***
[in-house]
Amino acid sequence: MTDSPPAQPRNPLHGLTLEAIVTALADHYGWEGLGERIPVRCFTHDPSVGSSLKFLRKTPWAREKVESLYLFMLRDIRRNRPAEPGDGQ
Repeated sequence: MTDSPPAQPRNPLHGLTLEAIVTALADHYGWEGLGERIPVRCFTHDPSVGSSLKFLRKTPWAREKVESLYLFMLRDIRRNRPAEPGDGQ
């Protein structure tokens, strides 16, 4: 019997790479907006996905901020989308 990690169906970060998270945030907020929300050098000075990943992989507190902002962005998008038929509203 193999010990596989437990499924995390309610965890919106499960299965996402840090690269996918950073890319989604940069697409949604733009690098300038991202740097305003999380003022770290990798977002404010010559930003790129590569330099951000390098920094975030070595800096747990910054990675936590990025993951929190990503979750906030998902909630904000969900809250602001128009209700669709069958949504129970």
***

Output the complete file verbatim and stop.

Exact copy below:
[in-house]
Amino acid sequence: MTDSPPAQPRNPLHGLTLEAIVTALADHYGWEGLGERIPVRCFTHDPSVGSSLKFLRKTPWAREKVESLYLFMLRDIRRNRPAEPGDGQ
Repeated sequence: MTDSPPAQPRNPLHGLTLEAIVTALADHYGWEGLGERIPVRCFTHDPSVGSSLKFLRKTPWAREKVESLYLFMLRDIRRNRPAEPGDGQ
């Protein structure tokens, strides 16, 4: 019997790479907006996905901020989308 990690169906970060998270945030907020929300050098000075990943992989507190902002962005998008038929509203 193999010990596989437990499924995390309610965890919106499960299965996402840090690269996918950073890319989604940069697409949604733009690098300038991202740097305003999380003022770290990798977002404010010559930003790129590569330099951000390098920094975030070595800096747990910054990675936590990025993951929190990503979750906030998902909630904000969900809250602001128009209700669709069958949504129970």